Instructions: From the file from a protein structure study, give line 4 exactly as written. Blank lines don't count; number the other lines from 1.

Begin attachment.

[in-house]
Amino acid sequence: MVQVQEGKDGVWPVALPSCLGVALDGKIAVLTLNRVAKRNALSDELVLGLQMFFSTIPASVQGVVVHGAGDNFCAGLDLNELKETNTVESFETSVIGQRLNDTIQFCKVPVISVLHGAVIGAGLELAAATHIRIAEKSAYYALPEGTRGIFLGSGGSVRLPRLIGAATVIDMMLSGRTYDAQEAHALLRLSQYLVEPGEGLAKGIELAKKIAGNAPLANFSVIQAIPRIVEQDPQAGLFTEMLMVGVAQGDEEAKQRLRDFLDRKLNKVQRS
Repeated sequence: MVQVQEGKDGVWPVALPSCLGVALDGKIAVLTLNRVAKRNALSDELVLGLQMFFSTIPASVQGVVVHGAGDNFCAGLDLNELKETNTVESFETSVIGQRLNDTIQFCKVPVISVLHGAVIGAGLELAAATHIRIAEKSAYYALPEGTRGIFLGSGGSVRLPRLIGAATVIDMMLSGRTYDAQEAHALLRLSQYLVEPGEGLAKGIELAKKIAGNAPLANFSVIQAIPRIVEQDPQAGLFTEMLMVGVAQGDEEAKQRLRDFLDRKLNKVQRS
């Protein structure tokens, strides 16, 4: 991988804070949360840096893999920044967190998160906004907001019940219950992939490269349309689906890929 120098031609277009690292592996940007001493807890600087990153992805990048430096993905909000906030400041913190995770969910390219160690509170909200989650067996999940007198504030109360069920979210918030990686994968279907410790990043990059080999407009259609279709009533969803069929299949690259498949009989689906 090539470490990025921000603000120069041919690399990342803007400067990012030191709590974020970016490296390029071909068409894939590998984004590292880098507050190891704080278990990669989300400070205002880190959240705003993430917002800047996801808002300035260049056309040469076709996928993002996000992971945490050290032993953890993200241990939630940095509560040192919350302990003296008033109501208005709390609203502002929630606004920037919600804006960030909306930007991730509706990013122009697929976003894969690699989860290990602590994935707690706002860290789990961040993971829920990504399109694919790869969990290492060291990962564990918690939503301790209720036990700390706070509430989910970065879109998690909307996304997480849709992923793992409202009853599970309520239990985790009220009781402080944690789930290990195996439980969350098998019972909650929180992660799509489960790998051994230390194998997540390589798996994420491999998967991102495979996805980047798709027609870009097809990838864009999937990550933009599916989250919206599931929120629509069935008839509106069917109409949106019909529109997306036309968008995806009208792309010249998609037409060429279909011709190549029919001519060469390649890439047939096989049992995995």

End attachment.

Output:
């Protein structure tokens, strides 16, 4: 991988804070949360840096893999920044967190998160906004907001019940219950992939490269349309689906890929 120098031609277009690292592996940007001493807890600087990153992805990048430096993905909000906030400041913190995770969910390219160690509170909200989650067996999940007198504030109360069920979210918030990686994968279907410790990043990059080999407009259609279709009533969803069929299949690259498949009989689906 090539470490990025921000603000120069041919690399990342803007400067990012030191709590974020970016490296390029071909068409894939590998984004590292880098507050190891704080278990990669989300400070205002880190959240705003993430917002800047996801808002300035260049056309040469076709996928993002996000992971945490050290032993953890993200241990939630940095509560040192919350302990003296008033109501208005709390609203502002929630606004920037919600804006960030909306930007991730509706990013122009697929976003894969690699989860290990602590994935707690706002860290789990961040993971829920990504399109694919790869969990290492060291990962564990918690939503301790209720036990700390706070509430989910970065879109998690909307996304997480849709992923793992409202009853599970309520239990985790009220009781402080944690789930290990195996439980969350098998019972909650929180992660799509489960790998051994230390194998997540390589798996994420491999998967991102495979996805980047798709027609870009097809990838864009999937990550933009599916989250919206599931929120629509069935008839509106069917109409949106019909529109997306036309968008995806009208792309010249998609037409060429279909011709190549029919001519060469390649890439047939096989049992995995």